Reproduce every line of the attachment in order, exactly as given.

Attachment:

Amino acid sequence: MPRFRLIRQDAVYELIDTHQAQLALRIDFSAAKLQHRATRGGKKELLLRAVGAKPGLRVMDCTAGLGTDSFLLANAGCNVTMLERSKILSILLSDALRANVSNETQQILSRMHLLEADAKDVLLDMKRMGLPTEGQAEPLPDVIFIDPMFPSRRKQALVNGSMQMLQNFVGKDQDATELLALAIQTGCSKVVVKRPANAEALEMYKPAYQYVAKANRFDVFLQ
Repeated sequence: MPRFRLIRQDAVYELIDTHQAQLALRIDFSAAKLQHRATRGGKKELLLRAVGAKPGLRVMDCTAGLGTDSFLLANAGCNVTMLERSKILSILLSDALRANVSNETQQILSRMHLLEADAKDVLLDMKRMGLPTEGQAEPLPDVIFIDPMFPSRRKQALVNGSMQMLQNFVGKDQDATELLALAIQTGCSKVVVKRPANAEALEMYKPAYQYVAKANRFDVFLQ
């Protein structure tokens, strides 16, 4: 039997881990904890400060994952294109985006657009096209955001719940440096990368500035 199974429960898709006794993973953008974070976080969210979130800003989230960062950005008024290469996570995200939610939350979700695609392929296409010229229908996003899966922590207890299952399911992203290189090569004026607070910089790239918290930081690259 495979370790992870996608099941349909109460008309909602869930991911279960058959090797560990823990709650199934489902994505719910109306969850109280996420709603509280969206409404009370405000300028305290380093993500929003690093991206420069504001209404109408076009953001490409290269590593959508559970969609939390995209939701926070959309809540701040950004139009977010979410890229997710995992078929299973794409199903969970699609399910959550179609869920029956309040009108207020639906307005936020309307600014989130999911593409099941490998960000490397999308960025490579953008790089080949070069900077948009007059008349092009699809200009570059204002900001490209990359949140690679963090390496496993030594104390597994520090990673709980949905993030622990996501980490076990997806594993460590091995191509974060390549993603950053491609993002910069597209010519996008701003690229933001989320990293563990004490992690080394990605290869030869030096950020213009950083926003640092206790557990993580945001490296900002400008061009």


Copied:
Amino acid sequence: MPRFRLIRQDAVYELIDTHQAQLALRIDFSAAKLQHRATRGGKKELLLRAVGAKPGLRVMDCTAGLGTDSFLLANAGCNVTMLERSKILSILLSDALRANVSNETQQILSRMHLLEADAKDVLLDMKRMGLPTEGQAEPLPDVIFIDPMFPSRRKQALVNGSMQMLQNFVGKDQDATELLALAIQTGCSKVVVKRPANAEALEMYKPAYQYVAKANRFDVFLQ
Repeated sequence: MPRFRLIRQDAVYELIDTHQAQLALRIDFSAAKLQHRATRGGKKELLLRAVGAKPGLRVMDCTAGLGTDSFLLANAGCNVTMLERSKILSILLSDALRANVSNETQQILSRMHLLEADAKDVLLDMKRMGLPTEGQAEPLPDVIFIDPMFPSRRKQALVNGSMQMLQNFVGKDQDATELLALAIQTGCSKVVVKRPANAEALEMYKPAYQYVAKANRFDVFLQ
């Protein structure tokens, strides 16, 4: 039997881990904890400060994952294109985006657009096209955001719940440096990368500035 199974429960898709006794993973953008974070976080969210979130800003989230960062950005008024290469996570995200939610939350979700695609392929296409010229229908996003899966922590207890299952399911992203290189090569004026607070910089790239918290930081690259 495979370790992870996608099941349909109460008309909602869930991911279960058959090797560990823990709650199934489902994505719910109306969850109280996420709603509280969206409404009370405000300028305290380093993500929003690093991206420069504001209404109408076009953001490409290269590593959508559970969609939390995209939701926070959309809540701040950004139009977010979410890229997710995992078929299973794409199903969970699609399910959550179609869920029956309040009108207020639906307005936020309307600014989130999911593409099941490998960000490397999308960025490579953008790089080949070069900077948009007059008349092009699809200009570059204002900001490209990359949140690679963090390496496993030594104390597994520090990673709980949905993030622990996501980490076990997806594993460590091995191509974060390549993603950053491609993002910069597209010519996008701003690229933001989320990293563990004490992690080394990605290869030869030096950020213009950083926003640092206790557990993580945001490296900002400008061009």